Trade openness, Foreign Direct Investment and economic growth: case of Southern African Development Community
- Kazeem Abimbola Sanusi , University of Johannesburg, South Africa
- Joel Hinaunye Eita , University of Johannesburg, South Africa
TO; FDI; economic growth; SADC.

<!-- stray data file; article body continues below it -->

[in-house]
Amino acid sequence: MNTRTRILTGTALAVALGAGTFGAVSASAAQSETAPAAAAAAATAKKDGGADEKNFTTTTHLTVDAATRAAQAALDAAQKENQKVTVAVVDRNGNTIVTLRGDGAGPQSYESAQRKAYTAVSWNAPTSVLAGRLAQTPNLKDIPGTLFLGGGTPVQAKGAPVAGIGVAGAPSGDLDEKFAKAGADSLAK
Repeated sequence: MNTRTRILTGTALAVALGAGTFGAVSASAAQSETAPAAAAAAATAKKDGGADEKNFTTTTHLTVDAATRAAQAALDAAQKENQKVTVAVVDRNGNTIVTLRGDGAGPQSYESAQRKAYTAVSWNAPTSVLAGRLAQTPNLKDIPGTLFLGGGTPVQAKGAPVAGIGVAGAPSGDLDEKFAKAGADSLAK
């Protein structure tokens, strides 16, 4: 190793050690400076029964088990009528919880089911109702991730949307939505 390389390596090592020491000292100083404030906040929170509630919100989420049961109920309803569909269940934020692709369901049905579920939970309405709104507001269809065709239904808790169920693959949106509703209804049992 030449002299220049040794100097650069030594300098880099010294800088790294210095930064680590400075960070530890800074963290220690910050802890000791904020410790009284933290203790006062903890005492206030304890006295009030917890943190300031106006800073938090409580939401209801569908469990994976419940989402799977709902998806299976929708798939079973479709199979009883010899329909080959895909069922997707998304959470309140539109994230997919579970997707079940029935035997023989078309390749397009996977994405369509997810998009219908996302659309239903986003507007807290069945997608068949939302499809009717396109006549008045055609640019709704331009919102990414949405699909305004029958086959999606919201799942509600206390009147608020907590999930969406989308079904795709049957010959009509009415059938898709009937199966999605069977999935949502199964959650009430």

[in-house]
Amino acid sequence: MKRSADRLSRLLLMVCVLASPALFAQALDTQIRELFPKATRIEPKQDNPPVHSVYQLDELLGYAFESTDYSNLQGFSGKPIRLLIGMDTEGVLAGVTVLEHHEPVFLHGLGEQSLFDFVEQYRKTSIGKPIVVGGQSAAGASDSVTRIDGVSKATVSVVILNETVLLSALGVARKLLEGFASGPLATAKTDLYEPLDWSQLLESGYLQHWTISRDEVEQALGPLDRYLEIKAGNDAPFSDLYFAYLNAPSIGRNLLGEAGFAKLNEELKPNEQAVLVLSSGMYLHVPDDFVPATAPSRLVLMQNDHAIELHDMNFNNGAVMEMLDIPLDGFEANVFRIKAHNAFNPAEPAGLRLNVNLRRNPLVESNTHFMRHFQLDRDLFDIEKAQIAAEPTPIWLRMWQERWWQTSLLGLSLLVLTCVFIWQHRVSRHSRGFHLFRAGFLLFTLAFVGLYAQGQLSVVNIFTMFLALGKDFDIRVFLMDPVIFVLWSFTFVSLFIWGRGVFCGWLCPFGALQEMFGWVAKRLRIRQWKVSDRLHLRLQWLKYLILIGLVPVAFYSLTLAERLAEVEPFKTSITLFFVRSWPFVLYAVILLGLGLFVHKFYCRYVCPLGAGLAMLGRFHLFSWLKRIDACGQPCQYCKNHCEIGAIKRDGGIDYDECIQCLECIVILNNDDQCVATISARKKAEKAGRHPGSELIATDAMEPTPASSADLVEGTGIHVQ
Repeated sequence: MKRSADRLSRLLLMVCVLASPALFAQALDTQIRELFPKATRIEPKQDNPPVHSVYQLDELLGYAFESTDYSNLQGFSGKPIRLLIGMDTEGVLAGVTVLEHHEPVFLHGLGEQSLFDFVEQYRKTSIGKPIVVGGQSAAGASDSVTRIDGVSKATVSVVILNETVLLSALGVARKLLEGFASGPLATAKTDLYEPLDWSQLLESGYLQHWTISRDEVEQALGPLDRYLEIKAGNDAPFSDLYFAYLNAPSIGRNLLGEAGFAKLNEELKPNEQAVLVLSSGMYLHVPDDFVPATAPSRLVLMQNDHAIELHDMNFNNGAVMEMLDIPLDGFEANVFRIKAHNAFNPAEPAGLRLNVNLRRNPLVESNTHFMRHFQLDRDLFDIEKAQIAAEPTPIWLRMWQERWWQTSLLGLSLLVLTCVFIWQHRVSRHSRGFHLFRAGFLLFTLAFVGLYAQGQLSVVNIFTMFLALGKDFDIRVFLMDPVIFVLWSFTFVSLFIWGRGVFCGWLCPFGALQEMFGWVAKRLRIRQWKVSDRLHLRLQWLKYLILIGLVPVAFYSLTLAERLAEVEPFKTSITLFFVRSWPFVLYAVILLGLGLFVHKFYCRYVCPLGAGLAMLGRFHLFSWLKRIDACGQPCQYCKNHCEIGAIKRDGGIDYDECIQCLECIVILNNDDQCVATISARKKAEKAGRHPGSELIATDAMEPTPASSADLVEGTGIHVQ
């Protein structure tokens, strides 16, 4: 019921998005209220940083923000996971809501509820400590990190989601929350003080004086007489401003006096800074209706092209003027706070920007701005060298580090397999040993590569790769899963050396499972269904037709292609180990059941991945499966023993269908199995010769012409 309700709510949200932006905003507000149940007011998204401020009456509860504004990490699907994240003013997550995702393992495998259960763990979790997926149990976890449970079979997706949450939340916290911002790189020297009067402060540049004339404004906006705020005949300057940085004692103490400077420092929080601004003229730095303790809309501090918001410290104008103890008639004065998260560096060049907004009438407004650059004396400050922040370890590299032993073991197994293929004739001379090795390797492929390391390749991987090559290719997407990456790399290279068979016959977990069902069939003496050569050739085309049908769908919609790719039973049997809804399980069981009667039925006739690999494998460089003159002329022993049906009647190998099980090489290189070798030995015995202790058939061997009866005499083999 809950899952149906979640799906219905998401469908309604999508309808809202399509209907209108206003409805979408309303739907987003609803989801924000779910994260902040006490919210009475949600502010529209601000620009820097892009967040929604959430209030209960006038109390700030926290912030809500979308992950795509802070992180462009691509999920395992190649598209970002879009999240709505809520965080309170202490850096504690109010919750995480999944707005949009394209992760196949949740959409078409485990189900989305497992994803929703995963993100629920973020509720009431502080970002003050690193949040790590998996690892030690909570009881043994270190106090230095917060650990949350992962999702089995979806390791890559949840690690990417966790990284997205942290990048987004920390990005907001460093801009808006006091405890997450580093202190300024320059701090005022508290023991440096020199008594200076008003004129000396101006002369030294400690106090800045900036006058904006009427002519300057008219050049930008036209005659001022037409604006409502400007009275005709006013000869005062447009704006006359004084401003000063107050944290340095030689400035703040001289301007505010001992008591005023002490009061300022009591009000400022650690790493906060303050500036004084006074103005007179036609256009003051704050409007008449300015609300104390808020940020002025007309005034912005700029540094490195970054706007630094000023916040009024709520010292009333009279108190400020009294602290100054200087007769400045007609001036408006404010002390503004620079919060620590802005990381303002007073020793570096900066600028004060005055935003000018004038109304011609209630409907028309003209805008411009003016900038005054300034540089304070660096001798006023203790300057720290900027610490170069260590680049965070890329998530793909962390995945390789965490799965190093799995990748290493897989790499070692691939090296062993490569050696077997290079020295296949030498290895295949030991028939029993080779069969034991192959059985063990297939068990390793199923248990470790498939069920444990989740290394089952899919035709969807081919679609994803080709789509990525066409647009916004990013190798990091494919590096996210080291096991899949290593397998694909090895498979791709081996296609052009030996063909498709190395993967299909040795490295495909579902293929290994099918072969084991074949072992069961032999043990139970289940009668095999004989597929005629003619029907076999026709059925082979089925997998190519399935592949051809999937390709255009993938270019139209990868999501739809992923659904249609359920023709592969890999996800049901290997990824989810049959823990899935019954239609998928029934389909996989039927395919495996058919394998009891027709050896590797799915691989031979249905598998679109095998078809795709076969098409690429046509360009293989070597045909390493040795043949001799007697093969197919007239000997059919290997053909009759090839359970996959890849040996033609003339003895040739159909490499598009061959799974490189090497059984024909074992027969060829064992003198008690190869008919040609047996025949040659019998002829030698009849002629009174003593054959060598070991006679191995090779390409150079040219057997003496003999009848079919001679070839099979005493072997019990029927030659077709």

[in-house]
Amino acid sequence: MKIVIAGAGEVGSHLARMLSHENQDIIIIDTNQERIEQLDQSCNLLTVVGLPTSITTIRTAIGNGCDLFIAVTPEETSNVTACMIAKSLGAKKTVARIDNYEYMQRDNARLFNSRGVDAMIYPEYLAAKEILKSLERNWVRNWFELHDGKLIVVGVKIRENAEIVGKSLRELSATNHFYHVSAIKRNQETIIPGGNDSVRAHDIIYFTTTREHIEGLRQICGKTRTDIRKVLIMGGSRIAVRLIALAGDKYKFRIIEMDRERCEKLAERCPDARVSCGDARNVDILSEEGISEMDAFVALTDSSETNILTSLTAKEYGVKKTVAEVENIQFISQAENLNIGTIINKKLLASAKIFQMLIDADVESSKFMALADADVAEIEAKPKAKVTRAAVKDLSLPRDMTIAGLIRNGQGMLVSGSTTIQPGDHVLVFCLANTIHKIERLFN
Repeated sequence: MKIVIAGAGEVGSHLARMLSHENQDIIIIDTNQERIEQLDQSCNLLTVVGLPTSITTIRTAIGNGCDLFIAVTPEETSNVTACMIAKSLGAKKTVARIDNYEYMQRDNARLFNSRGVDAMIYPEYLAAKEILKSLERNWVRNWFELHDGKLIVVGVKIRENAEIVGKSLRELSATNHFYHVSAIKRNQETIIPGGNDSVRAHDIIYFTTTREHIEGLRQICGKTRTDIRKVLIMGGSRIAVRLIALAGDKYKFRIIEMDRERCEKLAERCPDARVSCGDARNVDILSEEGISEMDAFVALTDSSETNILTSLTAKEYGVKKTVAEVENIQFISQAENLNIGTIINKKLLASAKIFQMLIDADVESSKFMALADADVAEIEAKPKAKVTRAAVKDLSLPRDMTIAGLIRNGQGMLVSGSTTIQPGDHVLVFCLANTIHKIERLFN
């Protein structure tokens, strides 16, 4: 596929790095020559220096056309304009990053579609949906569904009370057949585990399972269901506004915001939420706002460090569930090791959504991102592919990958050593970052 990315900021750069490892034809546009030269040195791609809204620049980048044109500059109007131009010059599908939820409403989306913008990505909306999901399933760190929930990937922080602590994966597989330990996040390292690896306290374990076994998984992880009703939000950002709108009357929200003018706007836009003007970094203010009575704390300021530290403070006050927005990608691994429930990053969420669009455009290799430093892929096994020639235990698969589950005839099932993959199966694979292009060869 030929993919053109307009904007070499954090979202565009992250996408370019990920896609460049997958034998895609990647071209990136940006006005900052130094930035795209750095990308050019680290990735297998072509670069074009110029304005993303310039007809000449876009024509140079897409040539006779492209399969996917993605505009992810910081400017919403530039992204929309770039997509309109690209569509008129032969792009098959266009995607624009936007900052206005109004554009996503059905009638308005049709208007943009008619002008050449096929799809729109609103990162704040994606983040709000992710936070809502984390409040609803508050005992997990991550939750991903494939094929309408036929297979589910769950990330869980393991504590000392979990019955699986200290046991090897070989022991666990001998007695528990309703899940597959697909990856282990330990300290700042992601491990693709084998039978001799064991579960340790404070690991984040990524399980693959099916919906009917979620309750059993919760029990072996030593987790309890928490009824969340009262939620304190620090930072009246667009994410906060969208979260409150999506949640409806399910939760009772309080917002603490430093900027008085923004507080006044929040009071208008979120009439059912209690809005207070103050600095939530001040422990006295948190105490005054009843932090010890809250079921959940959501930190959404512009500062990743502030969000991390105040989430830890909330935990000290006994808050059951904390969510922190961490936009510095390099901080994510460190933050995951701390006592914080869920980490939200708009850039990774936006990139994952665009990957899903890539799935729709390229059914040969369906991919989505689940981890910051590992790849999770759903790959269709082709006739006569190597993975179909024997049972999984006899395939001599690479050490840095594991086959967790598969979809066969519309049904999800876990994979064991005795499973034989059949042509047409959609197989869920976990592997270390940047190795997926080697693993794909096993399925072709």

This study's primary objective is to examine the impact of trade liberalization and foreign direct investment on the economic growth of the Southern African Development Community. This study contributes significantly to the ongoing discussion of the effects of trade liberalization and foreign direct investment (FDI) on the economic development of the Southern African Development Community. The study employs World Development Indicator (WDI) quarterly data from 1970(1) to 2022(1) and uses panel regression and Dumitrescu-Hurlin (DH) panel causality methodologies. According to empirical evidence, economic growth is positively and substantially influenced by trade openness and human capital. On the other hand, foreign direct investment (FDI) may harm economic growth. The results of the Dumitrescu-Hurlin (DH) panel causality tests indicate that the community does not support the existence of a causal relationship between foreign direct investment (FDI) and economic development. The tests show, however, that there is bidirectional causality between trade openness and economic growth in the Southern African Development Community (SADC). According to the research findings, significant infrastructure improvements are required to maximize the benefits of foreign direct investment inflows in the Southern African Development Community (SADC). It is essential to establish stringent regulations and policies to supervise the repatriation of the largest foreign direct investment profits while also addressing the issue of their absorption capacity.